But at the Home Office, May did more to stop the flow of foreign students into higher education in Britain than any other minister since the Second World War. Under May, that department did its utmost to reduce the number of overseas students, despite opposition both from BIS, then responsible for higher education, and the Treasury, then supremely powerful under the leadership of George Osborne.

That’s the hidden story in today’s Office of National Statistics figures showing a drop in the number of international students. Even small falls in the number of international students has big repercussions for student funding. Take the University of Hull – one in six students are international students. But remove their contribution in fees and the University’s finances would instantly go from surplus into deficit. At Imperial, international students make up a third of the student population – but contribute 56 per cent of student fee income.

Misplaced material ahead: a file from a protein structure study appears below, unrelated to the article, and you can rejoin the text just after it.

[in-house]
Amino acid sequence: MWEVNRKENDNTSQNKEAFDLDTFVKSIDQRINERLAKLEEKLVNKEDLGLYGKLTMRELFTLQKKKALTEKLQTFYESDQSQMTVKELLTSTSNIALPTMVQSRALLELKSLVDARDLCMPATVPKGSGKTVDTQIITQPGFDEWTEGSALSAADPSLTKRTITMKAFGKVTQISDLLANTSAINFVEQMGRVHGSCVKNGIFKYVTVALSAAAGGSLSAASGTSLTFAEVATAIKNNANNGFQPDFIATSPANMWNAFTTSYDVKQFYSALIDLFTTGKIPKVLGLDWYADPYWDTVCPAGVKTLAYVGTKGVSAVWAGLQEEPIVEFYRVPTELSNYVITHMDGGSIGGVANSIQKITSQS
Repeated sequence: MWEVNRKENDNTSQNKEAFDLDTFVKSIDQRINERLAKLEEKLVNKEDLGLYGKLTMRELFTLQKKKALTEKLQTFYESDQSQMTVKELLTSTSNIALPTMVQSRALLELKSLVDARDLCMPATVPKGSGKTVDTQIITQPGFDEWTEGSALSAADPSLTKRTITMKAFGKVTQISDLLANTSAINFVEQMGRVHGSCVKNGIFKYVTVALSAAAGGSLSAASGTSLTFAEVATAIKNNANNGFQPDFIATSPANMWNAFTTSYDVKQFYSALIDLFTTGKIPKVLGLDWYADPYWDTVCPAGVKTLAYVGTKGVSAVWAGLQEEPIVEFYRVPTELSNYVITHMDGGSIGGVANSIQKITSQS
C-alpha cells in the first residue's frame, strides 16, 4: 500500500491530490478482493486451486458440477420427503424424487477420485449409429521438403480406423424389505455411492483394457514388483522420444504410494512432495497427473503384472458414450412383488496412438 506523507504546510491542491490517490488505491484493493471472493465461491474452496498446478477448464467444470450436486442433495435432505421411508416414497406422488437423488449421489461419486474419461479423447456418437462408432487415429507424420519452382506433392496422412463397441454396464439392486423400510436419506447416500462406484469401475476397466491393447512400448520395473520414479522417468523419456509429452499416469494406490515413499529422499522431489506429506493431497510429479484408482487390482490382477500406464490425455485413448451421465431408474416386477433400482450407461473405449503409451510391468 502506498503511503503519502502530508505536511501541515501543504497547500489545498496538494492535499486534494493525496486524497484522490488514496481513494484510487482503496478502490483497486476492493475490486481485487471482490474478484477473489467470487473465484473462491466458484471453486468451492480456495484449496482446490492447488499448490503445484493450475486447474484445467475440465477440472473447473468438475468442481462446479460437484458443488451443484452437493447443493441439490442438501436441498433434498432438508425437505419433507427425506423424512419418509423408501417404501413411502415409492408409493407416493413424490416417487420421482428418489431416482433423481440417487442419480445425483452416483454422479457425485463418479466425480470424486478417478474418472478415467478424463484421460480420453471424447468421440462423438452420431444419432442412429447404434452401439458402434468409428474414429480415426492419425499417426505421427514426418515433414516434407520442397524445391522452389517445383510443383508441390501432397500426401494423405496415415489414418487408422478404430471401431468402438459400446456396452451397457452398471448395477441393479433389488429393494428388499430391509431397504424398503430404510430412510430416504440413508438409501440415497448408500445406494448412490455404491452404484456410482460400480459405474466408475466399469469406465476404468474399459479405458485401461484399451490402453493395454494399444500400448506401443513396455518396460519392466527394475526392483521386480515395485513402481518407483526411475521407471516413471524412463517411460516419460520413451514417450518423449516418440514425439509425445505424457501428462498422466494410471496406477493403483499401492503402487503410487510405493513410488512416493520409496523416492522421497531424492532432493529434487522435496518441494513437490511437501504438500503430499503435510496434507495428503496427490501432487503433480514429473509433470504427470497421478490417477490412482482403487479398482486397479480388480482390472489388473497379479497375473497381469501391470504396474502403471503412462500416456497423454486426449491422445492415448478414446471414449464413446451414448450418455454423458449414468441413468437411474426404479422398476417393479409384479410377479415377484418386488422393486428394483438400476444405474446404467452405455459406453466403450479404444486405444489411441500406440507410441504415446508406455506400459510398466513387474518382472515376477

Bluntly – if May continues to reduce student numbers, the end result is going to be a university going bust, with massive knock-on effects, not only for research enterprise but for the local economies of the surrounding area.

And that’s the trajectory under David Cameron, when the Home Office’s instincts faced strong countervailing pressure from a powerful Treasury and a department for Business, Innovation and Skills that for most of his premiership hosted a vocal Liberal Democrat who needed to be mollified. There’s every reason to believe that the Cameron-era trajectory will accelerate, rather than decline, now that May is at the Treasury, the new department of Business, Energy and Industrial Strategy doesn’t even have responsibility for higher education anymore. (That’s back at the Department for Education, where the Secretary of State, Justine Greening, is a May loyalist.)

We talk about the pressures in the NHS or in care, and those, too, are warning lights in the British state. But watch out too, for a university that needs to be bailed out before long. 

Stephen Bush is special correspondent at the New Statesman. His daily briefing, Morning Call, provides a quick and essential guide to British politics.